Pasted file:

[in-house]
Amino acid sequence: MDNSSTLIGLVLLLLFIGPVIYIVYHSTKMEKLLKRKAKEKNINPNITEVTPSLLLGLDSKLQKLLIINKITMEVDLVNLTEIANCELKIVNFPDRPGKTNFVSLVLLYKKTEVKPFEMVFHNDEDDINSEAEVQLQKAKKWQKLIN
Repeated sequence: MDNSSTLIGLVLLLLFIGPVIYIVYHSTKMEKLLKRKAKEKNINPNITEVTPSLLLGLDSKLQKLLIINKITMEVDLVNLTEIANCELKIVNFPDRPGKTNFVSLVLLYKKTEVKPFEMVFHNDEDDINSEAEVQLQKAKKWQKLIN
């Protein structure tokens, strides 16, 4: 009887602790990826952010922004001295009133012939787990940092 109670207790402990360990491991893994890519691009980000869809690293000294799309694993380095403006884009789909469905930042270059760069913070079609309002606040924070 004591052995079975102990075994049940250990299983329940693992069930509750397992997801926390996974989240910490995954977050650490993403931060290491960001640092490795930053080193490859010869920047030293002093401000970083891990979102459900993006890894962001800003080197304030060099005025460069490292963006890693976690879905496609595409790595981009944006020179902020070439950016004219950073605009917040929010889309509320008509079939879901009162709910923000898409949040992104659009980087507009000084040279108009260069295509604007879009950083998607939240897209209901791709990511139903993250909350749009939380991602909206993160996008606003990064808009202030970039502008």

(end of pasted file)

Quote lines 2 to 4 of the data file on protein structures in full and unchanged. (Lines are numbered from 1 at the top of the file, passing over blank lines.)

Amino acid sequence: MDNSSTLIGLVLLLLFIGPVIYIVYHSTKMEKLLKRKAKEKNINPNITEVTPSLLLGLDSKLQKLLIINKITMEVDLVNLTEIANCELKIVNFPDRPGKTNFVSLVLLYKKTEVKPFEMVFHNDEDDINSEAEVQLQKAKKWQKLIN
Repeated sequence: MDNSSTLIGLVLLLLFIGPVIYIVYHSTKMEKLLKRKAKEKNINPNITEVTPSLLLGLDSKLQKLLIINKITMEVDLVNLTEIANCELKIVNFPDRPGKTNFVSLVLLYKKTEVKPFEMVFHNDEDDINSEAEVQLQKAKKWQKLIN
């Protein structure tokens, strides 16, 4: 009887602790990826952010922004001295009133012939787990940092 109670207790402990360990491991893994890519691009980000869809690293000294799309694993380095403006884009789909469905930042270059760069913070079609309002606040924070 004591052995079975102990075994049940250990299983329940693992069930509750397992997801926390996974989240910490995954977050650490993403931060290491960001640092490795930053080193490859010869920047030293002093401000970083891990979102459900993006890894962001800003080197304030060099005025460069490292963006890693976690879905496609595409790595981009944006020179902020070439950016004219950073605009917040929010889309509320008509079939879901009162709910923000898409949040992104659009980087507009000084040279108009260069295509604007879009950083998607939240897209209901791709990511139903993250909350749009939380991602909206993160996008606003990064808009202030970039502008």